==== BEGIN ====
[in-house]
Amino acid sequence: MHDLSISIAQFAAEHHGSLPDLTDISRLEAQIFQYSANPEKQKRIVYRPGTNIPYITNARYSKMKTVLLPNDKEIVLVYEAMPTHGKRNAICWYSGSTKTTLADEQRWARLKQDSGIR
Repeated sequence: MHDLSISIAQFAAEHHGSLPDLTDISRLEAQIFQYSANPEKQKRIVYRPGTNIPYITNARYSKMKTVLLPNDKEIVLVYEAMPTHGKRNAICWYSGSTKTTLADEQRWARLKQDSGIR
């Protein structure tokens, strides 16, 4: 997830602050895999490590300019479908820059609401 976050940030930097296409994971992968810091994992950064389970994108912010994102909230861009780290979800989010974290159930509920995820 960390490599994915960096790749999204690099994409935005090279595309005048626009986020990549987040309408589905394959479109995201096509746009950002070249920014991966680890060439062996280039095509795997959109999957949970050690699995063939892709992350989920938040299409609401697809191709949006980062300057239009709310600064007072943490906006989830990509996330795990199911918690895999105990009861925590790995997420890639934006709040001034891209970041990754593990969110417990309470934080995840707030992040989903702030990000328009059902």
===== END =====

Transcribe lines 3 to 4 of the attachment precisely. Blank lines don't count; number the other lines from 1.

Repeated sequence: MHDLSISIAQFAAEHHGSLPDLTDISRLEAQIFQYSANPEKQKRIVYRPGTNIPYITNARYSKMKTVLLPNDKEIVLVYEAMPTHGKRNAICWYSGSTKTTLADEQRWARLKQDSGIR
């Protein structure tokens, strides 16, 4: 997830602050895999490590300019479908820059609401 976050940030930097296409994971992968810091994992950064389970994108912010994102909230861009780290979800989010974290159930509920995820 960390490599994915960096790749999204690099994409935005090279595309005048626009986020990549987040309408589905394959479109995201096509746009950002070249920014991966680890060439062996280039095509795997959109999957949970050690699995063939892709992350989920938040299409609401697809191709949006980062300057239009709310600064007072943490906006989830990509996330795990199911918690895999105990009861925590790995997420890639934006709040001034891209970041990754593990969110417990309470934080995840707030992040989903702030990000328009059902």